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Allopathic vs. Alternative Medicine?

In 2004 (the latest year that data are available), Americans spent $1.9 trillion or $6280 per person on medical care which comprised 16 percent of the Gross Domestic Product. Surely, such spending must be addressed by Christians who strive to develop, promote, and implement a thoroughly Biblical worldview. This percentage far exceeds the tithe and is spent on a physical body that is decaying until it dies. But, as in any other sphere of study, how is truth determined? In America, there are two competing systems: allopathic and alternative medicine.

“Allopathic” refers to medicine, as it is practiced by most American, licensed physicians, according to standards in medical journals and textbooks. “Alternative” refers to practices that fall outside of these “standards.” Even so, there is a great deal of overlap by allopathic physicians who use varying degrees of alternative methods. Also, most allopathic physicians depart from these standards in ways that they personally believe to be better. And, some alternative practitioners use some standard allopathic treatments for the same reason. In emergency situations, virtually everyone goes to allopathic emergency rooms.

So, there is great deal of overlap. Further, there is such a huge variety of practice within the particular areas of both allopathic and alternative medicine that many practitioners would not agree with other! Nevertheless, each is sufficiently well defined to stand in opposition to the other in theory and practice.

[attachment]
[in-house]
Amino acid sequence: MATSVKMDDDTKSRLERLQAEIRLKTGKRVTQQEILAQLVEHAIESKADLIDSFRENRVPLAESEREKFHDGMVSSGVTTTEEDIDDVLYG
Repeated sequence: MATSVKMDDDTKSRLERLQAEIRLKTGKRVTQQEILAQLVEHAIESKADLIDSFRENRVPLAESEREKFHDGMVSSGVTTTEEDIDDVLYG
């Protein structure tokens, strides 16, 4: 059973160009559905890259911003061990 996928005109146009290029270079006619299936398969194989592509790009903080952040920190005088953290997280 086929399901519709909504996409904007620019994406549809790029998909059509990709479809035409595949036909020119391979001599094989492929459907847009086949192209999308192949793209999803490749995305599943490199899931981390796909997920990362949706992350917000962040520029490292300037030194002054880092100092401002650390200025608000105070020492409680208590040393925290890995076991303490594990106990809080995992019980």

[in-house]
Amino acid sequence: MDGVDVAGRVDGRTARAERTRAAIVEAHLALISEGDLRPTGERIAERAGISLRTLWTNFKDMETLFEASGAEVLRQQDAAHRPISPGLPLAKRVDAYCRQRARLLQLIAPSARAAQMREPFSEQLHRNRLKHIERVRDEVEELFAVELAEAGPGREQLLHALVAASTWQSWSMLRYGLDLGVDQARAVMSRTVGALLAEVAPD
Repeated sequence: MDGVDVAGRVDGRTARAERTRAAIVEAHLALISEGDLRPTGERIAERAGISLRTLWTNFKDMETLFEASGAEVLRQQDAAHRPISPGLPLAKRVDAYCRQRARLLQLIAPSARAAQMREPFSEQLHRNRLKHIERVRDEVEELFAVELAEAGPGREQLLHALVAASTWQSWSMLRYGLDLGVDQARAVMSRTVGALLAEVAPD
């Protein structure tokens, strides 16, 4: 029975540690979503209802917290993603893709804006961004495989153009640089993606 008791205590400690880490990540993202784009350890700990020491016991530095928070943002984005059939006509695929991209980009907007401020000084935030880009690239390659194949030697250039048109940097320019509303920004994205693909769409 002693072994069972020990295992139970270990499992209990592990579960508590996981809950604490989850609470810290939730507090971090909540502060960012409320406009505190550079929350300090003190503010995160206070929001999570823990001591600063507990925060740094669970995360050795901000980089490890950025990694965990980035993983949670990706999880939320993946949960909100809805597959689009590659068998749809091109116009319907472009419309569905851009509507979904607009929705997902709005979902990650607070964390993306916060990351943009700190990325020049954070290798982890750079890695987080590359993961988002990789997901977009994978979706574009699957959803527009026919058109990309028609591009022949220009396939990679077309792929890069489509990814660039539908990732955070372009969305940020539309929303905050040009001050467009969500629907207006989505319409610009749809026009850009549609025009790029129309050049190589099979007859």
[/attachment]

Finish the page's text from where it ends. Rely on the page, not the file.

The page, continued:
Many Caveats

Surely, Biblical Christians in worldview have their work cut out for them: Arminian vs. Reformed theology, three basic forms of millennialism with several subdivisions, several modes of baptism, home school vs. Christian school, theonomy vs. pluralism, and on and on. Here, we address allopathic and alternative medicine, issues that are as highly emotional for some Christians, as any named here.

But, brothers and sisters in Christ, what hope is there for us to influence the world, if we cannot take God’s Word, the only truth available to man, along with Jesus Christ’s mandate to love one another on the level that the world may judge us (John 17:21) and agree to the extent that we glorify God, enjoy each other, and bring good to ourselves and the world, as we advance the Cultural Mandate? Indeed, with the right attitude it can be fun. We argue from the unity of the Word and the Spirit!

My criticisms of allopathic medicine started almost 30 years ago and have been extensive. Apart from the obvious ethical problems of abortion, infanticide, and euthanasia, I have stood against the anti-Biblical systems of psychology and psychiatry, the poorly understood and applied limitations of its “science,” the error of having medicine under the control of the state (including paying for the medical costs of others through Medicare and Medicaid), the harm and deaths that can be attributed directly and indirectly to its errors, and dozens of other wrongs. I do not belong to the American Medical Association or the American Academy of Family Physicians (my own area of specialty) because of the above reasons. And, I have seen little, if any such criticism, from the Christian Medical and Dental Society, The Center for Bioethics and Human Dignity, the Christian Medical Foundation, The Christian Life Commission of the Southern Baptist Association, and other major Christian organizations involved in medical ethics.